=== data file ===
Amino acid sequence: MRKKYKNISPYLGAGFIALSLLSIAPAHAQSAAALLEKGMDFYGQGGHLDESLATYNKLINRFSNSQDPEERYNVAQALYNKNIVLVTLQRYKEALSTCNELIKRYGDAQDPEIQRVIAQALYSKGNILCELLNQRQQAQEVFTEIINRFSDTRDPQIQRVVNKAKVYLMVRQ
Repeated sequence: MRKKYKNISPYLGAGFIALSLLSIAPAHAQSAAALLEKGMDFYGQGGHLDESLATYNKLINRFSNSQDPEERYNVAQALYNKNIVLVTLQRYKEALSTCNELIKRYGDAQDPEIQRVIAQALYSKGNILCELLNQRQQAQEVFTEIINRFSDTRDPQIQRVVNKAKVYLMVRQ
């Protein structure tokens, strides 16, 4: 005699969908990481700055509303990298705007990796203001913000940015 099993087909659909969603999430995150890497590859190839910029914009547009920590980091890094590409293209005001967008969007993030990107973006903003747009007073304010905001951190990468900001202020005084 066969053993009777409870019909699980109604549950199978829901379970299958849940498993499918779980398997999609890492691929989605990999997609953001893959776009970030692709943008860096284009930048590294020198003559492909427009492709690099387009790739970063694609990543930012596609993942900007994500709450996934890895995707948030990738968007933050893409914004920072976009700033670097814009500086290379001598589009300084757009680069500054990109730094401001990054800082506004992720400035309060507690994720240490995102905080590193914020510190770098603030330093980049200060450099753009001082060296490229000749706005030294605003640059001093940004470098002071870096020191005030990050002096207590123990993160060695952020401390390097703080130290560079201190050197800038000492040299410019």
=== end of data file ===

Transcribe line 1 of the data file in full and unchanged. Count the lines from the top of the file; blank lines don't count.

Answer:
Amino acid sequence: MRKKYKNISPYLGAGFIALSLLSIAPAHAQSAAALLEKGMDFYGQGGHLDESLATYNKLINRFSNSQDPEERYNVAQALYNKNIVLVTLQRYKEALSTCNELIKRYGDAQDPEIQRVIAQALYSKGNILCELLNQRQQAQEVFTEIINRFSDTRDPQIQRVVNKAKVYLMVRQ